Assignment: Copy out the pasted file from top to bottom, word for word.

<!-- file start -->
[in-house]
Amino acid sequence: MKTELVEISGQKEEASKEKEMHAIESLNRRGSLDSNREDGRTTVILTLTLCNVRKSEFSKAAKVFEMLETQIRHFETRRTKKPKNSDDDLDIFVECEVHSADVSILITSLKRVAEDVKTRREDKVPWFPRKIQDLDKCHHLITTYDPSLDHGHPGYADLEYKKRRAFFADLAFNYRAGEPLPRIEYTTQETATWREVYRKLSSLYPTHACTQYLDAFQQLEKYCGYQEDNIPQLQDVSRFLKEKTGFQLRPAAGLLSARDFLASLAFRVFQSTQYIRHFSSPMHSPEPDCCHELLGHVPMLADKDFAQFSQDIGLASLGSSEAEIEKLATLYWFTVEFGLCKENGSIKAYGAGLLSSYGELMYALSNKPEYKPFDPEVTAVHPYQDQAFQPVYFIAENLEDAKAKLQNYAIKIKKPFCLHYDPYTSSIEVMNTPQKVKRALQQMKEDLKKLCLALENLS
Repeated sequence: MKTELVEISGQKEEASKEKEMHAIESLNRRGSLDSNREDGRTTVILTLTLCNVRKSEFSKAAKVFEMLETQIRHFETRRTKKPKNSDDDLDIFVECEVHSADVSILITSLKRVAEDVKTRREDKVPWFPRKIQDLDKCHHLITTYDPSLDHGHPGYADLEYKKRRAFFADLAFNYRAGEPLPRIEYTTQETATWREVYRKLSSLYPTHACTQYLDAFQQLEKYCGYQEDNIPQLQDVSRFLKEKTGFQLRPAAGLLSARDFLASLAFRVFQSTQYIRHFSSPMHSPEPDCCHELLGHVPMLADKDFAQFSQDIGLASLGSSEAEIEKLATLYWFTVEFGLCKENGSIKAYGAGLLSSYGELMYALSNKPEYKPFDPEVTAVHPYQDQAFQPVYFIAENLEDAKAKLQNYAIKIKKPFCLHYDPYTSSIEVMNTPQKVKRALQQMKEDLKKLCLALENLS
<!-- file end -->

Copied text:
[in-house]
Amino acid sequence: MKTELVEISGQKEEASKEKEMHAIESLNRRGSLDSNREDGRTTVILTLTLCNVRKSEFSKAAKVFEMLETQIRHFETRRTKKPKNSDDDLDIFVECEVHSADVSILITSLKRVAEDVKTRREDKVPWFPRKIQDLDKCHHLITTYDPSLDHGHPGYADLEYKKRRAFFADLAFNYRAGEPLPRIEYTTQETATWREVYRKLSSLYPTHACTQYLDAFQQLEKYCGYQEDNIPQLQDVSRFLKEKTGFQLRPAAGLLSARDFLASLAFRVFQSTQYIRHFSSPMHSPEPDCCHELLGHVPMLADKDFAQFSQDIGLASLGSSEAEIEKLATLYWFTVEFGLCKENGSIKAYGAGLLSSYGELMYALSNKPEYKPFDPEVTAVHPYQDQAFQPVYFIAENLEDAKAKLQNYAIKIKKPFCLHYDPYTSSIEVMNTPQKVKRALQQMKEDLKKLCLALENLS
Repeated sequence: MKTELVEISGQKEEASKEKEMHAIESLNRRGSLDSNREDGRTTVILTLTLCNVRKSEFSKAAKVFEMLETQIRHFETRRTKKPKNSDDDLDIFVECEVHSADVSILITSLKRVAEDVKTRREDKVPWFPRKIQDLDKCHHLITTYDPSLDHGHPGYADLEYKKRRAFFADLAFNYRAGEPLPRIEYTTQETATWREVYRKLSSLYPTHACTQYLDAFQQLEKYCGYQEDNIPQLQDVSRFLKEKTGFQLRPAAGLLSARDFLASLAFRVFQSTQYIRHFSSPMHSPEPDCCHELLGHVPMLADKDFAQFSQDIGLASLGSSEAEIEKLATLYWFTVEFGLCKENGSIKAYGAGLLSSYGELMYALSNKPEYKPFDPEVTAVHPYQDQAFQPVYFIAENLEDAKAKLQNYAIKIKKPFCLHYDPYTSSIEVMNTPQKVKRALQQMKEDLKKLCLALENLS